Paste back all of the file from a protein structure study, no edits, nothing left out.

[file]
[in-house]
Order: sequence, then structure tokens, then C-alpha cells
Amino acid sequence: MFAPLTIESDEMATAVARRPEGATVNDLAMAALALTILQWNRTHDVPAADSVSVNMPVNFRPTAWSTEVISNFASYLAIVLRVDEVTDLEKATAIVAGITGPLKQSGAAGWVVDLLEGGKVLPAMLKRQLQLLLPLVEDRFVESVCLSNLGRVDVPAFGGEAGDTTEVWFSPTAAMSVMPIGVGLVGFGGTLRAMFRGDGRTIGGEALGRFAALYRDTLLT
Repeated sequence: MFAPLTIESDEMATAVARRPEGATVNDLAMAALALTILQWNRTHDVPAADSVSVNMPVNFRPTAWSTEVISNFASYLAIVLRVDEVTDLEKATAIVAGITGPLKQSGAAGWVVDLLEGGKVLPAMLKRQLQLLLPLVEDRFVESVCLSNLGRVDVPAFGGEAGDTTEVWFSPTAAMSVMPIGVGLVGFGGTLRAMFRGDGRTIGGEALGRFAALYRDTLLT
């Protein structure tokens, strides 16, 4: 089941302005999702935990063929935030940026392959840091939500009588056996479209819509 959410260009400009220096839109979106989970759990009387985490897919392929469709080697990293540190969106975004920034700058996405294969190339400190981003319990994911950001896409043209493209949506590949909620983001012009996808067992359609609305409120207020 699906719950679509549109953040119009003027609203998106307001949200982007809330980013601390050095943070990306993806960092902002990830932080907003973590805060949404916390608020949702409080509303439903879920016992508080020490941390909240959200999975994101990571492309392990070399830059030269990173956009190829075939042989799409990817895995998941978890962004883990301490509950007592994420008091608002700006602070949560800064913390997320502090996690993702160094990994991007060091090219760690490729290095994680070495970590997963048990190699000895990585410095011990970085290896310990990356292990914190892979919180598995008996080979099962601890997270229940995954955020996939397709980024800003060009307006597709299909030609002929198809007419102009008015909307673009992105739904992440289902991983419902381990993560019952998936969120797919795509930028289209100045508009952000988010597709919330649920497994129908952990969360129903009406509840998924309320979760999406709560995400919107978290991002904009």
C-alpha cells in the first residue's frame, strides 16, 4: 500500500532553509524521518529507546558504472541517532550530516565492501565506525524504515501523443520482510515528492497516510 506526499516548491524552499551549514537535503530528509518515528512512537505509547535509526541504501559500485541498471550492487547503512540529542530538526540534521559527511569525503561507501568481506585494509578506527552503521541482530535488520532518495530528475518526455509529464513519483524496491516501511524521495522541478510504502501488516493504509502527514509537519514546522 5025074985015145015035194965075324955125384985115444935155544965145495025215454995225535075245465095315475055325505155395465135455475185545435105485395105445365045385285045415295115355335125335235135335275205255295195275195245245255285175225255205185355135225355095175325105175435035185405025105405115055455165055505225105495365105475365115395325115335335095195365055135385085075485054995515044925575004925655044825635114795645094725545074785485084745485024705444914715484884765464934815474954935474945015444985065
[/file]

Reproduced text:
[in-house]
Order: sequence, then structure tokens, then C-alpha cells
Amino acid sequence: MFAPLTIESDEMATAVARRPEGATVNDLAMAALALTILQWNRTHDVPAADSVSVNMPVNFRPTAWSTEVISNFASYLAIVLRVDEVTDLEKATAIVAGITGPLKQSGAAGWVVDLLEGGKVLPAMLKRQLQLLLPLVEDRFVESVCLSNLGRVDVPAFGGEAGDTTEVWFSPTAAMSVMPIGVGLVGFGGTLRAMFRGDGRTIGGEALGRFAALYRDTLLT
Repeated sequence: MFAPLTIESDEMATAVARRPEGATVNDLAMAALALTILQWNRTHDVPAADSVSVNMPVNFRPTAWSTEVISNFASYLAIVLRVDEVTDLEKATAIVAGITGPLKQSGAAGWVVDLLEGGKVLPAMLKRQLQLLLPLVEDRFVESVCLSNLGRVDVPAFGGEAGDTTEVWFSPTAAMSVMPIGVGLVGFGGTLRAMFRGDGRTIGGEALGRFAALYRDTLLT
């Protein structure tokens, strides 16, 4: 089941302005999702935990063929935030940026392959840091939500009588056996479209819509 959410260009400009220096839109979106989970759990009387985490897919392929469709080697990293540190969106975004920034700058996405294969190339400190981003319990994911950001896409043209493209949506590949909620983001012009996808067992359609609305409120207020 699906719950679509549109953040119009003027609203998106307001949200982007809330980013601390050095943070990306993806960092902002990830932080907003973590805060949404916390608020949702409080509303439903879920016992508080020490941390909240959200999975994101990571492309392990070399830059030269990173956009190829075939042989799409990817895995998941978890962004883990301490509950007592994420008091608002700006602070949560800064913390997320502090996690993702160094990994991007060091090219760690490729290095994680070495970590997963048990190699000895990585410095011990970085290896310990990356292990914190892979919180598995008996080979099962601890997270229940995954955020996939397709980024800003060009307006597709299909030609002929198809007419102009008015909307673009992105739904992440289902991983419902381990993560019952998936969120797919795509930028289209100045508009952000988010597709919330649920497994129908952990969360129903009406509840998924309320979760999406709560995400919107978290991002904009």
C-alpha cells in the first residue's frame, strides 16, 4: 500500500532553509524521518529507546558504472541517532550530516565492501565506525524504515501523443520482510515528492497516510 506526499516548491524552499551549514537535503530528509518515528512512537505509547535509526541504501559500485541498471550492487547503512540529542530538526540534521559527511569525503561507501568481506585494509578506527552503521541482530535488520532518495530528475518526455509529464513519483524496491516501511524521495522541478510504502501488516493504509502527514509537519514546522 5025074985015145015035194965075324955125384985115444935155544965145495025215454995225535075245465095315475055325505155395465135455475185545435105485395105445365045385285045415295115355335125335235135335275205255295195275195245245255285175225255205185355135225355095175325105175435035185405025105405115055455165055505225105495365105475365115395325115335335095195365055135385085075485054995515044925575004925655044825635114795645094725545074785485084745485024705444914715484884765464934815474954935474945015444985065